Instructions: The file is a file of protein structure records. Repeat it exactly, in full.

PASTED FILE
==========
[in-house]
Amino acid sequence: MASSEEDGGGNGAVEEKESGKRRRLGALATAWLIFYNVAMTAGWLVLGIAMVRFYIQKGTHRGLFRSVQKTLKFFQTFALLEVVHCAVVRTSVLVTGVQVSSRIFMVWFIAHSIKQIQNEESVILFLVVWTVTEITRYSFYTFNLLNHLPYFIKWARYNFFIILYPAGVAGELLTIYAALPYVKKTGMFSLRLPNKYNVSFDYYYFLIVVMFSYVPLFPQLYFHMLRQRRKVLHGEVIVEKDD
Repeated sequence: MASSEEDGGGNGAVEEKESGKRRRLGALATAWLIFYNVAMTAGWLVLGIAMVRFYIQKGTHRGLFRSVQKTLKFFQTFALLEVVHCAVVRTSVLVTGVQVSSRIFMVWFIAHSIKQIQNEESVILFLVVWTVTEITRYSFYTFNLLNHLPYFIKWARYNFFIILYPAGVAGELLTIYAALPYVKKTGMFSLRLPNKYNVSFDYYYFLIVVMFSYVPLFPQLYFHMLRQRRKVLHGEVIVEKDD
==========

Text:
[in-house]
Amino acid sequence: MASSEEDGGGNGAVEEKESGKRRRLGALATAWLIFYNVAMTAGWLVLGIAMVRFYIQKGTHRGLFRSVQKTLKFFQTFALLEVVHCAVVRTSVLVTGVQVSSRIFMVWFIAHSIKQIQNEESVILFLVVWTVTEITRYSFYTFNLLNHLPYFIKWARYNFFIILYPAGVAGELLTIYAALPYVKKTGMFSLRLPNKYNVSFDYYYFLIVVMFSYVPLFPQLYFHMLRQRRKVLHGEVIVEKDD
Repeated sequence: MASSEEDGGGNGAVEEKESGKRRRLGALATAWLIFYNVAMTAGWLVLGIAMVRFYIQKGTHRGLFRSVQKTLKFFQTFALLEVVHCAVVRTSVLVTGVQVSSRIFMVWFIAHSIKQIQNEESVILFLVVWTVTEITRYSFYTFNLLNHLPYFIKWARYNFFIILYPAGVAGELLTIYAALPYVKKTGMFSLRLPNKYNVSFDYYYFLIVVMFSYVPLFPQLYFHMLRQRRKVLHGEVIVEKDD